Looking back, we are proud of what we have accomplished. Which begs the question: What happens in 2016? Well, not to be cliché, but…it’s complicated.

The first video you’ll see this year is Dungeons & Dragons: Part 2, followed by other new features and, yes, more Star Wars Follies. But there’s an elephant in the room, and you know us, we don’t hide from those elephants so we’re just going to put this out there for you.

We are constantly asked when the next video will come out, why they take so long to produce, and why we don’t make them more frequently. We will attempt to explain, as there are a number of factors.

  • Subscribers: One of the most direct measures of a YouTube channel’s success is the number of subscribers. The higher that number, the larger your base audience, and the higher your average views in a 2-3 day period will be on any new video you post. Which means YouTube will return your video more frequently in search results, because they want people to keep watching YouTube and, thus, ads. 

This time last year, we joined a network, and subsequently left that network because they almost broke RetroBlasting’s visibility on YouTube. Unfortunately, the damage was done, and it took several months to recover. At the same time, YouTube changed the game behind the scenes, re-prioritizing more commercial channels like Vevo over user-generated channels like ours in their search engine.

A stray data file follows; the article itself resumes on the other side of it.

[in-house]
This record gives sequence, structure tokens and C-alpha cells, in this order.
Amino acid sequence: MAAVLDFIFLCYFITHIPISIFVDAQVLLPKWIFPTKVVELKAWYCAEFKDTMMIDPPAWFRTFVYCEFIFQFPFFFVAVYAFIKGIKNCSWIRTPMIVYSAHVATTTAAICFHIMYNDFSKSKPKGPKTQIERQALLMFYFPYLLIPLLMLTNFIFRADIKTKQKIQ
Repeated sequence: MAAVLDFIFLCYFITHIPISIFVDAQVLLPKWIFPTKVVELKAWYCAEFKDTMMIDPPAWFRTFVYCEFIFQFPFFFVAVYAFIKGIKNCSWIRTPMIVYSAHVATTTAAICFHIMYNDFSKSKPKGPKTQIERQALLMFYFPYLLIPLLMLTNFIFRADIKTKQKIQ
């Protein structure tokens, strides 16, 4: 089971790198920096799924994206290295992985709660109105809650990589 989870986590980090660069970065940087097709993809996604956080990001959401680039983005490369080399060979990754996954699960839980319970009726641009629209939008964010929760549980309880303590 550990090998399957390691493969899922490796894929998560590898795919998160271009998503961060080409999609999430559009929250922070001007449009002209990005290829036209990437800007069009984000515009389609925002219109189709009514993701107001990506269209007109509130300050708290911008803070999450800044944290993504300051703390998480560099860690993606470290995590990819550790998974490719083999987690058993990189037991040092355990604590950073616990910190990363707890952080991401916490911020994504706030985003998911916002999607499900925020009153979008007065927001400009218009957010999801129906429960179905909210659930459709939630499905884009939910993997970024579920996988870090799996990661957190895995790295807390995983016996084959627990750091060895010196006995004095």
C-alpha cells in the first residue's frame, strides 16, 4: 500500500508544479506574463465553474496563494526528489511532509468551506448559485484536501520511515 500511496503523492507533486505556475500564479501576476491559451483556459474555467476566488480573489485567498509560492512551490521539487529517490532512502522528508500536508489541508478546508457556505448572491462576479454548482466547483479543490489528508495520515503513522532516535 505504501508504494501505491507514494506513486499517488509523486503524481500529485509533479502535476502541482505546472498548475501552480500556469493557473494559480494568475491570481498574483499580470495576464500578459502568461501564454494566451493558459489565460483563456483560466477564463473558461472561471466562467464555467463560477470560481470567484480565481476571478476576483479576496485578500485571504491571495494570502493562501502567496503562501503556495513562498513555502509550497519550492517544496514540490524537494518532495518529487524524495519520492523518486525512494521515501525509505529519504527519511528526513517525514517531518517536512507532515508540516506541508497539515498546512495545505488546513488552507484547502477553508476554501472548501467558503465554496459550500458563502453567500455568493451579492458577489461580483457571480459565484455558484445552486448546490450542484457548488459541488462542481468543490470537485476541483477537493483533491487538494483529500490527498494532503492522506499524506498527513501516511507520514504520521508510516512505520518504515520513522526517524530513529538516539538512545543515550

In 2014, we went from 2,000 subscribers to 9,000 subscribers, so we’ll call that 7,000 for the year. In 2015, we went from 9,000 to 14,000. That’s 5,000. What was supposed to trend upwards and build on itself, something like 15,000 or 20,000 subscribers in projections, fell below 2014 gains.

 This is definitely the look we get when reading social media comments.

This is definitely the look we get when reading social media comments.

  • Online Comments: If anything will make you want to pack up your bags and quit the internet altogether, it’s reading hateful comments on social media. Yes, we know, we are all supposed to accept that people are jerks and that’s what you should expect if you put your work out there – and we do expect it. However, it’s one thing to say “yeah, that’s just how it is, don’t let it get to you.” It’s another thing entirely to read those comments – constantly – for years. Ask Butters on South Park. It’s enough to make you wanna throw in the towel, or at least take a break for a week or two. You only need to read the comments on “Thundercats are Racist Porno Kitties” (our first video) to get an idea what we mean.
 A particularly biting comment left recently on our first video. 

A particularly biting comment left recently on our first video. 

If you’ve left a comment in recent months that you intended to be funny or sarcastic  and got a surprisingly terse response back, this is the biggest reason why. It becomes nearly impossible to tell people’s intentions online, and we find ourselves walking around in a generally defensive mood. We pride ourselves on our responsiveness to you guys, but we are pulling back from reading/responding to every comment for the sake of sanity and maintaining motivation.